The world is set to witness the June’s full moon, known as Strawberry Moon, on June 14 (Tuesday). At 7.51am Eastern Daylight Time (5.22pm IST) that day, the moon will be at its closest point in its orbit around the Earth, called perigee, which will make it appear like a “supermoon”.
Supermoons appear brighter and larger to people on Earth, providing spectacular night time gazing if skies are clear.
On Tuesday, it will come within 222,238 miles of Earth (about 16,000 miles closer than its average distance) and is expected to be about 10 per cent brighter than the regular full moon.
According to space.com, the supermoon this year will be the lowest full moon of 2022, rising just 23.3 degrees above the horizon, according to NASA. It will be lowest because the event is coming just ahead of summer solstice on June 21.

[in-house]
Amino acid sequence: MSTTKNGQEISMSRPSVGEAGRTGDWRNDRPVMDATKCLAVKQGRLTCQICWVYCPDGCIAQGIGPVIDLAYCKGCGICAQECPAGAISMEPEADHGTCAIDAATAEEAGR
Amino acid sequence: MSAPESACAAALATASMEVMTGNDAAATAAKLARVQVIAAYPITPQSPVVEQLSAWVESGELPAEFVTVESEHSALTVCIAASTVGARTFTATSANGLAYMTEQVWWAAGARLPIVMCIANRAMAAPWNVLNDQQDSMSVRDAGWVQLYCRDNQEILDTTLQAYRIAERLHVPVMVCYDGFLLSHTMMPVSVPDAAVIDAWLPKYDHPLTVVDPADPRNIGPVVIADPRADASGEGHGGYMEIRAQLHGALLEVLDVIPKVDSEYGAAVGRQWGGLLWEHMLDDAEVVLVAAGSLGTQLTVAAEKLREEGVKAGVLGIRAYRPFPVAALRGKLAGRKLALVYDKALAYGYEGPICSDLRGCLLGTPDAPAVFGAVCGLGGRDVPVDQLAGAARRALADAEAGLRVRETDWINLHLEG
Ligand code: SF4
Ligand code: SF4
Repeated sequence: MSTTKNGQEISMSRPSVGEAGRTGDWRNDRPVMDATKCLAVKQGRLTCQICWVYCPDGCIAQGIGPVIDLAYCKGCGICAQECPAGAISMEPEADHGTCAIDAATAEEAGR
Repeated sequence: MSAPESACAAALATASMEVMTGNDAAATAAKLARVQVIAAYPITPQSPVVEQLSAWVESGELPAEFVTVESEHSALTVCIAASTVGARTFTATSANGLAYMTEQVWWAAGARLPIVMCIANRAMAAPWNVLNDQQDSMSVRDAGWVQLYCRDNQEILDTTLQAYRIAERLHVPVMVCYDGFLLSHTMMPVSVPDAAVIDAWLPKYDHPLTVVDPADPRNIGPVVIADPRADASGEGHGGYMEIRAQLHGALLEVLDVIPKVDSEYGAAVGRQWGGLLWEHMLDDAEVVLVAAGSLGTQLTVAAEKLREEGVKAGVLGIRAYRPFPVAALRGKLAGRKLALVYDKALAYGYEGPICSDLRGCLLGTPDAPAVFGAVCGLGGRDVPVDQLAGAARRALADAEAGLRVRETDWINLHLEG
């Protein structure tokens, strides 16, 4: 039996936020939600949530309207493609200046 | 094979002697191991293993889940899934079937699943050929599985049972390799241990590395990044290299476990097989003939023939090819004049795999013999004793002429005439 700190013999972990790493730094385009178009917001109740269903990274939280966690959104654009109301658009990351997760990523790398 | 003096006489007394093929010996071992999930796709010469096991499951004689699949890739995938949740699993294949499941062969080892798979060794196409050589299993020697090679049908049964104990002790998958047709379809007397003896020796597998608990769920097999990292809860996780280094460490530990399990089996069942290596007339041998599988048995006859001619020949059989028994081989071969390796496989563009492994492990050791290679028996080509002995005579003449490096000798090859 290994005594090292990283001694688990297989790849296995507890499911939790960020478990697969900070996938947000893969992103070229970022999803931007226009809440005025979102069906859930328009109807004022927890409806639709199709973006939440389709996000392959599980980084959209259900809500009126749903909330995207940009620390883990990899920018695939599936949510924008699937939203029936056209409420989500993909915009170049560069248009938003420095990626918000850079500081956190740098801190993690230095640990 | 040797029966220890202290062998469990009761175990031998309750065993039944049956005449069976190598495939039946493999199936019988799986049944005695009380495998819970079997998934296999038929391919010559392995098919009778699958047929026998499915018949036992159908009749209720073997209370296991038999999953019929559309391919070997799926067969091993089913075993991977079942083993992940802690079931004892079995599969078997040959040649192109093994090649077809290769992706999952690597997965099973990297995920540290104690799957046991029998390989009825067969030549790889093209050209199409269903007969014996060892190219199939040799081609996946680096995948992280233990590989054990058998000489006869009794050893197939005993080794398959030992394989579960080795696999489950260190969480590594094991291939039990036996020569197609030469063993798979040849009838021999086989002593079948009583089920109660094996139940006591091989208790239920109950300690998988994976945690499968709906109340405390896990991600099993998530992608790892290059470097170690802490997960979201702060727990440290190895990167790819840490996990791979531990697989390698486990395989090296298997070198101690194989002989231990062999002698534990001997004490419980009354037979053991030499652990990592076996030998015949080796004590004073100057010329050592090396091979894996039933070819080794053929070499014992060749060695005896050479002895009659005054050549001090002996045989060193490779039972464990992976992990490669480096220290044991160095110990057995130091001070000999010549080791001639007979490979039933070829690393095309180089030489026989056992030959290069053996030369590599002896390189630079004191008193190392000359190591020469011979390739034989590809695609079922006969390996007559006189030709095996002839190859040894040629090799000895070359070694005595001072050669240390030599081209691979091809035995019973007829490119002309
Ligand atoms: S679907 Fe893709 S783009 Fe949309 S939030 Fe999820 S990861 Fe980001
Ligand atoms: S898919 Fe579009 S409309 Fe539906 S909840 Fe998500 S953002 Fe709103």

“On the summer solstice, the Sun appears highest in the sky for the year. Full moons are opposite the sun, so a full moon near the summer solstice will be low in the sky,” according to a guide released by NASA.
The American space agency also said that this will give people a chance to spot craters and mountains on the lunar surface using a good telescope.
The Strawberry Moon doesn’t look like a strawberry, neither it is pink in colour. This name has been given to the full moon by native American tribes. According to The Old Farmer’s Almanac, “This name (Strawberry Moon) has been used by Algonquin, Ojibwe, Dakota, and Lakota peoples, among others, to mark the ripening of ‘June-bearing’ strawberries that are ready to be gathered.”
This will be the first of the three summer supermoons.
The Virtual Telescope Project in Italy’s Ceccano will host a free livestream of the full moon on Tuesday. The webcast will begin at 3.15pm EDT (12.45am IST) and show live views of the moon.